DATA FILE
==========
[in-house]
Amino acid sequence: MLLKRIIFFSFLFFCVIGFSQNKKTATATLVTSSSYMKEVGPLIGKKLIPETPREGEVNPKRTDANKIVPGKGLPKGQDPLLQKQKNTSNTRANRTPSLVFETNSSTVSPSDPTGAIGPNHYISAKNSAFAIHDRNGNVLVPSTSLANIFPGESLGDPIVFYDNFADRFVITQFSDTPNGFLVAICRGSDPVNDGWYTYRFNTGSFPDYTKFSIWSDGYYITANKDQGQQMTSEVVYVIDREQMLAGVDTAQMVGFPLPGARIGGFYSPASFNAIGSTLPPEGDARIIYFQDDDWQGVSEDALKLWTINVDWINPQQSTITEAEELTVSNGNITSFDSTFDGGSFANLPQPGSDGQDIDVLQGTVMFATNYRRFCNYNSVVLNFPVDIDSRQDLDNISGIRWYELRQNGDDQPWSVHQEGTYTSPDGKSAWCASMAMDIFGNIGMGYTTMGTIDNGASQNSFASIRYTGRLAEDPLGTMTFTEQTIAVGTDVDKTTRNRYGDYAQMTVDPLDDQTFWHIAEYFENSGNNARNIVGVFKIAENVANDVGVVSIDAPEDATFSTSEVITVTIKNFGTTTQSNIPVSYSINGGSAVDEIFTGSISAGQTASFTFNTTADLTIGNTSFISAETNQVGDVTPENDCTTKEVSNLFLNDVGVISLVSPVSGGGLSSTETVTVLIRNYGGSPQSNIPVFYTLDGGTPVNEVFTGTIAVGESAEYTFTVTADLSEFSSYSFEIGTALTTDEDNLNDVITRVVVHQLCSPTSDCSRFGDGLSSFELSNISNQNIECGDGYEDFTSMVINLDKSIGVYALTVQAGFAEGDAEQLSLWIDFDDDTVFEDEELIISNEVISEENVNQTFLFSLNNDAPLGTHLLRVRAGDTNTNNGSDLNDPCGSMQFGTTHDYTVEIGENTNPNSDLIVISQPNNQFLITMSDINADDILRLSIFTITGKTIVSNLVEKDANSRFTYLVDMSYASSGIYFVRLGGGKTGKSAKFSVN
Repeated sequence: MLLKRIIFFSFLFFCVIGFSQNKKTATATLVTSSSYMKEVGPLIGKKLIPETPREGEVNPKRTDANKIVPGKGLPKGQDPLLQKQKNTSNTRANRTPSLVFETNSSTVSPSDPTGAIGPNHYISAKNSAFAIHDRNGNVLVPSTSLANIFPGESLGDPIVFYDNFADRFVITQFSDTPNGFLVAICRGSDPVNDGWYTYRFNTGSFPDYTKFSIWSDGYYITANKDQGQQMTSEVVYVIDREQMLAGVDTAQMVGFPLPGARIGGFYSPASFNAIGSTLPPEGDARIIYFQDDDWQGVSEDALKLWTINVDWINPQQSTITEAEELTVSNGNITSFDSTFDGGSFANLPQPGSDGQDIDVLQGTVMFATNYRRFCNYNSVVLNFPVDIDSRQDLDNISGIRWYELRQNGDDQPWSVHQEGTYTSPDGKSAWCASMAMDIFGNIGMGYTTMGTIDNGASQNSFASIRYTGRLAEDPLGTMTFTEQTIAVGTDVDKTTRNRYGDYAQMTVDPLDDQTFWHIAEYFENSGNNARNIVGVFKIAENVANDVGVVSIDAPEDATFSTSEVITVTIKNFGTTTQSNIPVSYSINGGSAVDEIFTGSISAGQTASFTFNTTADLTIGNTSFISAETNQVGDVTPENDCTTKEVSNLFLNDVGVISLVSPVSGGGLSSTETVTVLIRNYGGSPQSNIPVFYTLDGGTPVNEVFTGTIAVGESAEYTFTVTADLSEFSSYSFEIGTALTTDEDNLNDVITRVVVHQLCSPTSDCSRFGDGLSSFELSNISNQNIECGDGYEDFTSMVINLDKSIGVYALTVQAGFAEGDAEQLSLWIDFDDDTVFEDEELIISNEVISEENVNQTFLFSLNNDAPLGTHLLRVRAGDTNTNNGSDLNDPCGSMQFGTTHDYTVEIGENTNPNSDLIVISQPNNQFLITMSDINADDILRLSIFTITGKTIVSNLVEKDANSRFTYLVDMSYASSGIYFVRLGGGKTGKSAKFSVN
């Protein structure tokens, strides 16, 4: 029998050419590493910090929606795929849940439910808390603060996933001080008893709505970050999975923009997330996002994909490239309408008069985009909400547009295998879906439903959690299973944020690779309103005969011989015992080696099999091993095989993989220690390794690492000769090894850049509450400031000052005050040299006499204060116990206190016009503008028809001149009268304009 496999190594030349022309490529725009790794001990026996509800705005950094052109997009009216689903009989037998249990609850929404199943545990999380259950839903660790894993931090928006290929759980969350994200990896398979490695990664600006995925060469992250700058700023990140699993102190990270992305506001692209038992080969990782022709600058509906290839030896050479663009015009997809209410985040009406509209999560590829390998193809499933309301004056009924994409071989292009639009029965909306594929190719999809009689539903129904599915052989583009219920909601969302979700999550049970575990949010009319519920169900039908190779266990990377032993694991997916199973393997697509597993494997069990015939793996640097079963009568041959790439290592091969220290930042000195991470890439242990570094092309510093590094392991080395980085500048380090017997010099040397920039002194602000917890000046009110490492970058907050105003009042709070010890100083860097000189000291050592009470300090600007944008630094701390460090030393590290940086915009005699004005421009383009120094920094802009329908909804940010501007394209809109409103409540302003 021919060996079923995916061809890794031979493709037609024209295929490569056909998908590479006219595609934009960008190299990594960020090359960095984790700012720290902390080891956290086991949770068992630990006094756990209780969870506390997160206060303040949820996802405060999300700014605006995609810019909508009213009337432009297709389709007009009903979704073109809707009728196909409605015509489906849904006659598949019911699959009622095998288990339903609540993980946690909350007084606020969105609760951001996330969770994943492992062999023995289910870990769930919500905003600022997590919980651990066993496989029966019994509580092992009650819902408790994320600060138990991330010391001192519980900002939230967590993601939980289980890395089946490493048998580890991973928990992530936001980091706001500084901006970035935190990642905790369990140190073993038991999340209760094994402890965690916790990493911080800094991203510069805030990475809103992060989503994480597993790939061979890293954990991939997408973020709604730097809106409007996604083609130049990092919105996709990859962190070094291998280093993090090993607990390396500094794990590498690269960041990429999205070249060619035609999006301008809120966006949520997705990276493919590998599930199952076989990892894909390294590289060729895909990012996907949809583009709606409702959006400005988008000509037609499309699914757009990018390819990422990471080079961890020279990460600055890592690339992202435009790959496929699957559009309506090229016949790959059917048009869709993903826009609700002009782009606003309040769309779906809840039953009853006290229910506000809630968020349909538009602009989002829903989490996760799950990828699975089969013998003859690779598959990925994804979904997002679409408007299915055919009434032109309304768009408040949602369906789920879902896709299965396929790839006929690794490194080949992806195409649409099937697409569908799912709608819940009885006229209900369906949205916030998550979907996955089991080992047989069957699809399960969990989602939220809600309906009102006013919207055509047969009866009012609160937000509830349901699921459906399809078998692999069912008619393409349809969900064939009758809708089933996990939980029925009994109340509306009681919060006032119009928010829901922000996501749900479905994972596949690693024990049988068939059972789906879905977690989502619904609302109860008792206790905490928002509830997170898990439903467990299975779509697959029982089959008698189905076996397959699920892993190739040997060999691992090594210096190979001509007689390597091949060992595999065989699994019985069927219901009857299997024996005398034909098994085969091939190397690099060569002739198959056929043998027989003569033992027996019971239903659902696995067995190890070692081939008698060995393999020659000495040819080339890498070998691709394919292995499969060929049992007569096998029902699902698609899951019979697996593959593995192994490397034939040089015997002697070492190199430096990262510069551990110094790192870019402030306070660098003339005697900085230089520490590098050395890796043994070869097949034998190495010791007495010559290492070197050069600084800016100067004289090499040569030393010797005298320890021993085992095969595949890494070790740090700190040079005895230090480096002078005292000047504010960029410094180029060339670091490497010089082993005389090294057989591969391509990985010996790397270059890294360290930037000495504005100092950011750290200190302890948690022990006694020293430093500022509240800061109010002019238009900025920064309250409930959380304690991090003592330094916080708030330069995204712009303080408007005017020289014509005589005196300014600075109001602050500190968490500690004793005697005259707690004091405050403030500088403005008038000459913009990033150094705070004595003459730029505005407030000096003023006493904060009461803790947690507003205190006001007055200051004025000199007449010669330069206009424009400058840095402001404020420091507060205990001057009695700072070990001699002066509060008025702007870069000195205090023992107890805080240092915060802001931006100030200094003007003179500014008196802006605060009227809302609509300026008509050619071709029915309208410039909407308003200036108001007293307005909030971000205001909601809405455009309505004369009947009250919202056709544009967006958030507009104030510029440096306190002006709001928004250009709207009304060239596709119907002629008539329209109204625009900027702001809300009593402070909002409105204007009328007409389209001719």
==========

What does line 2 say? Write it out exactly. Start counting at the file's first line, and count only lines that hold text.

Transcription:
Amino acid sequence: MLLKRIIFFSFLFFCVIGFSQNKKTATATLVTSSSYMKEVGPLIGKKLIPETPREGEVNPKRTDANKIVPGKGLPKGQDPLLQKQKNTSNTRANRTPSLVFETNSSTVSPSDPTGAIGPNHYISAKNSAFAIHDRNGNVLVPSTSLANIFPGESLGDPIVFYDNFADRFVITQFSDTPNGFLVAICRGSDPVNDGWYTYRFNTGSFPDYTKFSIWSDGYYITANKDQGQQMTSEVVYVIDREQMLAGVDTAQMVGFPLPGARIGGFYSPASFNAIGSTLPPEGDARIIYFQDDDWQGVSEDALKLWTINVDWINPQQSTITEAEELTVSNGNITSFDSTFDGGSFANLPQPGSDGQDIDVLQGTVMFATNYRRFCNYNSVVLNFPVDIDSRQDLDNISGIRWYELRQNGDDQPWSVHQEGTYTSPDGKSAWCASMAMDIFGNIGMGYTTMGTIDNGASQNSFASIRYTGRLAEDPLGTMTFTEQTIAVGTDVDKTTRNRYGDYAQMTVDPLDDQTFWHIAEYFENSGNNARNIVGVFKIAENVANDVGVVSIDAPEDATFSTSEVITVTIKNFGTTTQSNIPVSYSINGGSAVDEIFTGSISAGQTASFTFNTTADLTIGNTSFISAETNQVGDVTPENDCTTKEVSNLFLNDVGVISLVSPVSGGGLSSTETVTVLIRNYGGSPQSNIPVFYTLDGGTPVNEVFTGTIAVGESAEYTFTVTADLSEFSSYSFEIGTALTTDEDNLNDVITRVVVHQLCSPTSDCSRFGDGLSSFELSNISNQNIECGDGYEDFTSMVINLDKSIGVYALTVQAGFAEGDAEQLSLWIDFDDDTVFEDEELIISNEVISEENVNQTFLFSLNNDAPLGTHLLRVRAGDTNTNNGSDLNDPCGSMQFGTTHDYTVEIGENTNPNSDLIVISQPNNQFLITMSDINADDILRLSIFTITGKTIVSNLVEKDANSRFTYLVDMSYASSGIYFVRLGGGKTGKSAKFSVN